BY MICHELLE MEDFORD
Fast & Furious 6 is a movie about fast, shiny cars. If you liked playing with Hot Wheels as a kid making “vroom” sounds, then this may be a movie for you. If you opted for a miniature Barbie doll with your Happy Meal instead, this movie’s got plenty of those too, and they aren’t as stereotypical as Barbie herself.
I see movies like these because my boyfriend likes them and there’s an unspoken understanding that he watches the movies I like with me and I watch the movies he likes with him (but of course, we are happiest when we both agree). Although I didn’t choose this movie, I tried to go in with an open mind. I had already seen the first, second and fifth movies in this series–and maybe the fourth but I don’t remember–and they weren’t bad. But like I said, this movie, like its predecessors, is mostly about fast, shiny cars (because there always so many real-life crime scenarios that require fast, shiny cars to put an end to them, but I digress), so don’t expect much depth. In fact, it seems that this movie and the last have done so well because they have really embraced their lack of depth and focused more on the aforementioned fast, shiny cars, as well as fist fights, explosions and somewhat-witty quips. It’s a good movie, if that’s what you like.
However, one aspect of the movie that surprised me are the female characters. Clearly, the casting prioritized looks over acting ability, however, when looking at the characters themselves, none of them are weak. Yes, that is to say that I did expect them to be weak as I often find they are in action movies that prioritize pretty faces over talent.
I’ll start with the most obvious, Letty (Michelle Rodriguez) who is clearly the toughest, most self-assured and equal racing competition to any of the guys in this movie. Then there’s Mia (Jordana Brewster), who is now a mom, but she also still knows how to drive a fast car and handle intense situations well. Then there’s newcomer cop Riley, who often knows more than everyone else and also how to kick ass (Letty is her only true competition, though that being after she knocked down some other guy). There’s also Gisele who is a former special ops agent, so needless to say, she’s pretty sharp and more-than handy with a gun. We also have Vegh on the opponent’s team, who is a key (and deadly) player in chase scenes. Lastly, we have Elena, another cop, who, after her boyfriend Dom leaves her to pursue his first love (we know this early on the film–it’s even in the trailer), doesn’t succumb to weakness but rather lets him leave and stays true to who she is. Although it doesn’t compensate for the film’s lack of depth, it’s a pleasantly surprising and varied cast of female characters.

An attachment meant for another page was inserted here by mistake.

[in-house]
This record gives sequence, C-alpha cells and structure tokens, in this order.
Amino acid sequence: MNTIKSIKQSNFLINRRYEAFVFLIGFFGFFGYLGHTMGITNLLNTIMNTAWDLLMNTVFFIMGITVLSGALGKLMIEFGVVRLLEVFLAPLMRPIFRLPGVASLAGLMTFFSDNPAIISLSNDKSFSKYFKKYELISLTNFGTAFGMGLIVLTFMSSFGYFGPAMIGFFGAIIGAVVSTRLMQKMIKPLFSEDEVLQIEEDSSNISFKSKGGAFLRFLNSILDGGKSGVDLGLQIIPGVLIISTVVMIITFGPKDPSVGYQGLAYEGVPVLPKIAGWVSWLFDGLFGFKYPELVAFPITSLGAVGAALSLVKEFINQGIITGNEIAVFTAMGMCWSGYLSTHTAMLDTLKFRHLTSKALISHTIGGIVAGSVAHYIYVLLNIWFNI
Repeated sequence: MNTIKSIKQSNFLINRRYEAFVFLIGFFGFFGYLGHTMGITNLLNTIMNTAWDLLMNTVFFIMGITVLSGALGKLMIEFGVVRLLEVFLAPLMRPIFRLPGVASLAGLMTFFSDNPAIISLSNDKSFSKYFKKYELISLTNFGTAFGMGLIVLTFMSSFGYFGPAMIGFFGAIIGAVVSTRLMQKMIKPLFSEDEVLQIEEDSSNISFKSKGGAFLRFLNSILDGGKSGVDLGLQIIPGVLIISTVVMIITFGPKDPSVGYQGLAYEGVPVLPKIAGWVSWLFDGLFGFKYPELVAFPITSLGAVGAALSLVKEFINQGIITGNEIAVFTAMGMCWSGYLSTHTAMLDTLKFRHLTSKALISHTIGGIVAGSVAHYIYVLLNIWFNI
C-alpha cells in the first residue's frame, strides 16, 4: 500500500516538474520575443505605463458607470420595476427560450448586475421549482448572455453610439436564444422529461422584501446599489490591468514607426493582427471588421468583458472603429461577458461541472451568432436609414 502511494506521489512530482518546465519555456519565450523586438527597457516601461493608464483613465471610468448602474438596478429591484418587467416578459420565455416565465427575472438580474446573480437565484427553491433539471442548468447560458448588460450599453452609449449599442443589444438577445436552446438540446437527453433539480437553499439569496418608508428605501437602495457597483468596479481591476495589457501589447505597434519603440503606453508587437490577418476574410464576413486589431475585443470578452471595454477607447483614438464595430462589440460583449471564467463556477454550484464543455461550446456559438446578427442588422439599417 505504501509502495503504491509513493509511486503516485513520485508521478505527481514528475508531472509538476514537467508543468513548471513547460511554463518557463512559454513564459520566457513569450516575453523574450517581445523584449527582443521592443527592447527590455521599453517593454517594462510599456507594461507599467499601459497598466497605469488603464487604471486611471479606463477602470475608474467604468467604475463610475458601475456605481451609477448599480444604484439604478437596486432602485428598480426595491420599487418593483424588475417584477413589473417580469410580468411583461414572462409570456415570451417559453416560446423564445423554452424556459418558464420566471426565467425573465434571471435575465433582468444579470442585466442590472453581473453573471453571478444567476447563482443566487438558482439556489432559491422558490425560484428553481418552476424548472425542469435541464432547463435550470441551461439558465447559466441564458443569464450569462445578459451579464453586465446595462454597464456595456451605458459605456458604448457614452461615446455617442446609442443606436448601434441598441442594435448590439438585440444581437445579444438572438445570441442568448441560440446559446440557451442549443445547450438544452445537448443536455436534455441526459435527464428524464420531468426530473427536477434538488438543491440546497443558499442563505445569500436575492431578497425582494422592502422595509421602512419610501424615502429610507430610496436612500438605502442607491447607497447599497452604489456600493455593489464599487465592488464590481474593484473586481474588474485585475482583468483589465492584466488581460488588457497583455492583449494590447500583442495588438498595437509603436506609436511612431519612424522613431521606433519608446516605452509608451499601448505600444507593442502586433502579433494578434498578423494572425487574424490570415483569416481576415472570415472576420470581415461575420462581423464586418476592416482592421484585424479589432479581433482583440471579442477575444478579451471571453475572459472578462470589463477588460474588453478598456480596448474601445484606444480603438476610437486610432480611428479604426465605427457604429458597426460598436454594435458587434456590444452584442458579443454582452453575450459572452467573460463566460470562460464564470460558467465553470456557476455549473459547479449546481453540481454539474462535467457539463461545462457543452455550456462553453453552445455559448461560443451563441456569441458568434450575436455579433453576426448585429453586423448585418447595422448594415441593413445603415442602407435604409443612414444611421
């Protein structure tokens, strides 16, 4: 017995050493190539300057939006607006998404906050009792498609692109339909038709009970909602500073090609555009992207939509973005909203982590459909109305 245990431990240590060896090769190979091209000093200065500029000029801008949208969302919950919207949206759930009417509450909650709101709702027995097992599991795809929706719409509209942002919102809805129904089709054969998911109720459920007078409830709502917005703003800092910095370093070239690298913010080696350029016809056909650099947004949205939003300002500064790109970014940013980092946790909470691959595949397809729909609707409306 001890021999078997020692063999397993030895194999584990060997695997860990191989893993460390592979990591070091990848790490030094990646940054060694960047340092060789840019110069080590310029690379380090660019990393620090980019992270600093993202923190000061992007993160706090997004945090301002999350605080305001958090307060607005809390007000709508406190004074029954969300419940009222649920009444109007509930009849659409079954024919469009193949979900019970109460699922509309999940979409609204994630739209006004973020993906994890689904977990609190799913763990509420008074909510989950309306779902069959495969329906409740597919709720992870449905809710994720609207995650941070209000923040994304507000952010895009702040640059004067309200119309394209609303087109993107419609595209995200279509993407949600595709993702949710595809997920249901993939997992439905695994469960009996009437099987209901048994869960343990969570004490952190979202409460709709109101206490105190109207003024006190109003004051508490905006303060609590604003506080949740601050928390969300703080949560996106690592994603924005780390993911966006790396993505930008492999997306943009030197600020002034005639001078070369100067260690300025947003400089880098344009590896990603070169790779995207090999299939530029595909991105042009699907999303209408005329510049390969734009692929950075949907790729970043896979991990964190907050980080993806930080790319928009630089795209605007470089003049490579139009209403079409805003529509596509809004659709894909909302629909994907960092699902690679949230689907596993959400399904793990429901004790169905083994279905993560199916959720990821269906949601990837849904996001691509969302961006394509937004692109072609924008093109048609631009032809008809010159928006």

As far as the rest of the movie goes, I can’t say I laughed when everyone else did and I didn’t “oooh” when someone took at jab at Tyrese (and it happened often), but I can say that in a full auditorium, the audience was very engaged. It was like at a good movie at TIFF, when you know that you’re in a room full of people who are the exact target audience and they are reacting in all the right ways (not that this movie is TIFF-material, but you get what I mean). Although I can’t say that I’ll be watching this movie again, I’m pretty sure that my boyfriend will, right before we head off to see the seventh installment. And after that pretty clever post-credits sequence, I’d bet that everyone who wanted to this movie will be headed to see the next as well.